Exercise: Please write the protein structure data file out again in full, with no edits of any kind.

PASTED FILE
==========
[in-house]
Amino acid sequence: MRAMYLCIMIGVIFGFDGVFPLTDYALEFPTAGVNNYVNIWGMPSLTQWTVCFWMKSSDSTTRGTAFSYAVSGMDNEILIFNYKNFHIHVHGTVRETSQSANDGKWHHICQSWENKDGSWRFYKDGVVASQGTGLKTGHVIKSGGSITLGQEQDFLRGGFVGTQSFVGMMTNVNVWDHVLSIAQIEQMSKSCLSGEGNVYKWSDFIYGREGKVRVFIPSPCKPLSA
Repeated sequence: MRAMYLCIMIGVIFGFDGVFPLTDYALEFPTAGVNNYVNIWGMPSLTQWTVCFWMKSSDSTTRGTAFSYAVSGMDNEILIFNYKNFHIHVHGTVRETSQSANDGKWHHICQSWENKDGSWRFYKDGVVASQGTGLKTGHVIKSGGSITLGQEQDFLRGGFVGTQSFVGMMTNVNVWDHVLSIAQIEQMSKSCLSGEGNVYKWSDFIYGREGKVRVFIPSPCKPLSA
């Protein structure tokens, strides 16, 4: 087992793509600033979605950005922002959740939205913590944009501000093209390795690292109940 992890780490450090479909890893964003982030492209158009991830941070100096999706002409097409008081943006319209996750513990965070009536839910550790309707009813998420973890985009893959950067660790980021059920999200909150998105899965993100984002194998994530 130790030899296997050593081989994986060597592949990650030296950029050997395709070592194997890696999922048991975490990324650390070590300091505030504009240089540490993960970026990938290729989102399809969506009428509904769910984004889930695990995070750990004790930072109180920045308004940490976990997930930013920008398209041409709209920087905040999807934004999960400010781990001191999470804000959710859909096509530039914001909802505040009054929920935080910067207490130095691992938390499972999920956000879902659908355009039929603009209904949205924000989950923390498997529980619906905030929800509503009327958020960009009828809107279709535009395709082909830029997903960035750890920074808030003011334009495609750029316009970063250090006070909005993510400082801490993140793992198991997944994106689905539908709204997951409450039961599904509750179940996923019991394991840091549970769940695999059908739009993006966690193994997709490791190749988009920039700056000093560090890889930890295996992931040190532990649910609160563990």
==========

[in-house]
Amino acid sequence: MRAMYLCIMIGVIFGFDGVFPLTDYALEFPTAGVNNYVNIWGMPSLTQWTVCFWMKSSDSTTRGTAFSYAVSGMDNEILIFNYKNFHIHVHGTVRETSQSANDGKWHHICQSWENKDGSWRFYKDGVVASQGTGLKTGHVIKSGGSITLGQEQDFLRGGFVGTQSFVGMMTNVNVWDHVLSIAQIEQMSKSCLSGEGNVYKWSDFIYGREGKVRVFIPSPCKPLSA
Repeated sequence: MRAMYLCIMIGVIFGFDGVFPLTDYALEFPTAGVNNYVNIWGMPSLTQWTVCFWMKSSDSTTRGTAFSYAVSGMDNEILIFNYKNFHIHVHGTVRETSQSANDGKWHHICQSWENKDGSWRFYKDGVVASQGTGLKTGHVIKSGGSITLGQEQDFLRGGFVGTQSFVGMMTNVNVWDHVLSIAQIEQMSKSCLSGEGNVYKWSDFIYGREGKVRVFIPSPCKPLSA
């Protein structure tokens, strides 16, 4: 087992793509600033979605950005922002959740939205913590944009501000093209390795690292109940 992890780490450090479909890893964003982030492209158009991830941070100096999706002409097409008081943006319209996750513990965070009536839910550790309707009813998420973890985009893959950067660790980021059920999200909150998105899965993100984002194998994530 130790030899296997050593081989994986060597592949990650030296950029050997395709070592194997890696999922048991975490990324650390070590300091505030504009240089540490993960970026990938290729989102399809969506009428509904769910984004889930695990995070750990004790930072109180920045308004940490976990997930930013920008398209041409709209920087905040999807934004999960400010781990001191999470804000959710859909096509530039914001909802505040009054929920935080910067207490130095691992938390499972999920956000879902659908355009039929603009209904949205924000989950923390498997529980619906905030929800509503009327958020960009009828809107279709535009395709082909830029997903960035750890920074808030003011334009495609750029316009970063250090006070909005993510400082801490993140793992198991997944994106689905539908709204997951409450039961599904509750179940996923019991394991840091549970769940695999059908739009993006966690193994997709490791190749988009920039700056000093560090890889930890295996992931040190532990649910609160563990």